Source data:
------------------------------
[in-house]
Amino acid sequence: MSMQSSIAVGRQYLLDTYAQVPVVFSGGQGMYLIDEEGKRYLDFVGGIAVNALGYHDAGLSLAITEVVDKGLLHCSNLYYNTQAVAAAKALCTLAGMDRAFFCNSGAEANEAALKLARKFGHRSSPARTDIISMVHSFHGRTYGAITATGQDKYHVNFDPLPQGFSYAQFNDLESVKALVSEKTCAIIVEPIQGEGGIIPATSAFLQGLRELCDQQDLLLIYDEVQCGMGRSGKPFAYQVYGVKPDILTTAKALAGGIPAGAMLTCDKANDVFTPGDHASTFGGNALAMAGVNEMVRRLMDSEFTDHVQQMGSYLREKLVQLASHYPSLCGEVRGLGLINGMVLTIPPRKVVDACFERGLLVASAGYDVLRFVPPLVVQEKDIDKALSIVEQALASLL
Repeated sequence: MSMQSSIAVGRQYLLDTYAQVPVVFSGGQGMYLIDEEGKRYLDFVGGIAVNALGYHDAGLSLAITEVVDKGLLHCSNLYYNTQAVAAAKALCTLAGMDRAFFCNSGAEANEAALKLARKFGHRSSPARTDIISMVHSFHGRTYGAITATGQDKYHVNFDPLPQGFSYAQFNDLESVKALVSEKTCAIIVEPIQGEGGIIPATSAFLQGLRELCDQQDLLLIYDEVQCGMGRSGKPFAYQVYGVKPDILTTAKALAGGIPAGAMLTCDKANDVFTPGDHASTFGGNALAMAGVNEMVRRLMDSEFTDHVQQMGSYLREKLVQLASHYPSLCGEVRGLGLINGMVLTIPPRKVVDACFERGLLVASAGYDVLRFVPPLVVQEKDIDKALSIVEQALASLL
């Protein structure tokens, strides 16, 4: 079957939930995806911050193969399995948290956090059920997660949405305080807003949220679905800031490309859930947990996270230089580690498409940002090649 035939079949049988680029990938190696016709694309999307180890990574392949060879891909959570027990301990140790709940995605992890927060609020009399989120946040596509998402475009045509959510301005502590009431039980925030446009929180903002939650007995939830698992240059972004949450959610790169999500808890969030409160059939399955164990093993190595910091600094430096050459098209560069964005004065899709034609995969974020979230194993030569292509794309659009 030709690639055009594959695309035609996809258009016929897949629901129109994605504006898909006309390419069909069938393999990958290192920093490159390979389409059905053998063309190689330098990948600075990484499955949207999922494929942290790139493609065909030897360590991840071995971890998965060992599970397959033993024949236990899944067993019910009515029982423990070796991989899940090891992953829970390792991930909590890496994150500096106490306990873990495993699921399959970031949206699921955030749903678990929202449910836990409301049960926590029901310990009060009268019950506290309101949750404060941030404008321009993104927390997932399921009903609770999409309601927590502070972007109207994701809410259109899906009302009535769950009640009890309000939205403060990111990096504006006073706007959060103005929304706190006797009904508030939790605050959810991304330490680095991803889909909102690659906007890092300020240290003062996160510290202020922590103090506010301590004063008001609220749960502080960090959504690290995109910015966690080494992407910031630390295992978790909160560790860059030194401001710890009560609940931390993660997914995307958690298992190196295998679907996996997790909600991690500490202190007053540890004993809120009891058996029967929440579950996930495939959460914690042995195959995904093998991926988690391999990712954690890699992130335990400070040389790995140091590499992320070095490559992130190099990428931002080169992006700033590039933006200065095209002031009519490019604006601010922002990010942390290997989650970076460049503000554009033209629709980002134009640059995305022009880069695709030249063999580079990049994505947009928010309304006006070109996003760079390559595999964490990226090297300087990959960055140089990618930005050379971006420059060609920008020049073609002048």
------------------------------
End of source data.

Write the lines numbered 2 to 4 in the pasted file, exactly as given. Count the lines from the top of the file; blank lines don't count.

Amino acid sequence: MSMQSSIAVGRQYLLDTYAQVPVVFSGGQGMYLIDEEGKRYLDFVGGIAVNALGYHDAGLSLAITEVVDKGLLHCSNLYYNTQAVAAAKALCTLAGMDRAFFCNSGAEANEAALKLARKFGHRSSPARTDIISMVHSFHGRTYGAITATGQDKYHVNFDPLPQGFSYAQFNDLESVKALVSEKTCAIIVEPIQGEGGIIPATSAFLQGLRELCDQQDLLLIYDEVQCGMGRSGKPFAYQVYGVKPDILTTAKALAGGIPAGAMLTCDKANDVFTPGDHASTFGGNALAMAGVNEMVRRLMDSEFTDHVQQMGSYLREKLVQLASHYPSLCGEVRGLGLINGMVLTIPPRKVVDACFERGLLVASAGYDVLRFVPPLVVQEKDIDKALSIVEQALASLL
Repeated sequence: MSMQSSIAVGRQYLLDTYAQVPVVFSGGQGMYLIDEEGKRYLDFVGGIAVNALGYHDAGLSLAITEVVDKGLLHCSNLYYNTQAVAAAKALCTLAGMDRAFFCNSGAEANEAALKLARKFGHRSSPARTDIISMVHSFHGRTYGAITATGQDKYHVNFDPLPQGFSYAQFNDLESVKALVSEKTCAIIVEPIQGEGGIIPATSAFLQGLRELCDQQDLLLIYDEVQCGMGRSGKPFAYQVYGVKPDILTTAKALAGGIPAGAMLTCDKANDVFTPGDHASTFGGNALAMAGVNEMVRRLMDSEFTDHVQQMGSYLREKLVQLASHYPSLCGEVRGLGLINGMVLTIPPRKVVDACFERGLLVASAGYDVLRFVPPLVVQEKDIDKALSIVEQALASLL
């Protein structure tokens, strides 16, 4: 079957939930995806911050193969399995948290956090059920997660949405305080807003949220679905800031490309859930947990996270230089580690498409940002090649 035939079949049988680029990938190696016709694309999307180890990574392949060879891909959570027990301990140790709940995605992890927060609020009399989120946040596509998402475009045509959510301005502590009431039980925030446009929180903002939650007995939830698992240059972004949450959610790169999500808890969030409160059939399955164990093993190595910091600094430096050459098209560069964005004065899709034609995969974020979230194993030569292509794309659009 030709690639055009594959695309035609996809258009016929897949629901129109994605504006898909006309390419069909069938393999990958290192920093490159390979389409059905053998063309190689330098990948600075990484499955949207999922494929942290790139493609065909030897360590991840071995971890998965060992599970397959033993024949236990899944067993019910009515029982423990070796991989899940090891992953829970390792991930909590890496994150500096106490306990873990495993699921399959970031949206699921955030749903678990929202449910836990409301049960926590029901310990009060009268019950506290309101949750404060941030404008321009993104927390997932399921009903609770999409309601927590502070972007109207994701809410259109899906009302009535769950009640009890309000939205403060990111990096504006006073706007959060103005929304706190006797009904508030939790605050959810991304330490680095991803889909909102690659906007890092300020240290003062996160510290202020922590103090506010301590004063008001609220749960502080960090959504690290995109910015966690080494992407910031630390295992978790909160560790860059030194401001710890009560609940931390993660997914995307958690298992190196295998679907996996997790909600991690500490202190007053540890004993809120009891058996029967929440579950996930495939959460914690042995195959995904093998991926988690391999990712954690890699992130335990400070040389790995140091590499992320070095490559992130190099990428931002080169992006700033590039933006200065095209002031009519490019604006601010922002990010942390290997989650970076460049503000554009033209629709980002134009640059995305022009880069695709030249063999580079990049994505947009928010309304006006070109996003760079390559595999964490990226090297300087990959960055140089990618930005050379971006420059060609920008020049073609002048």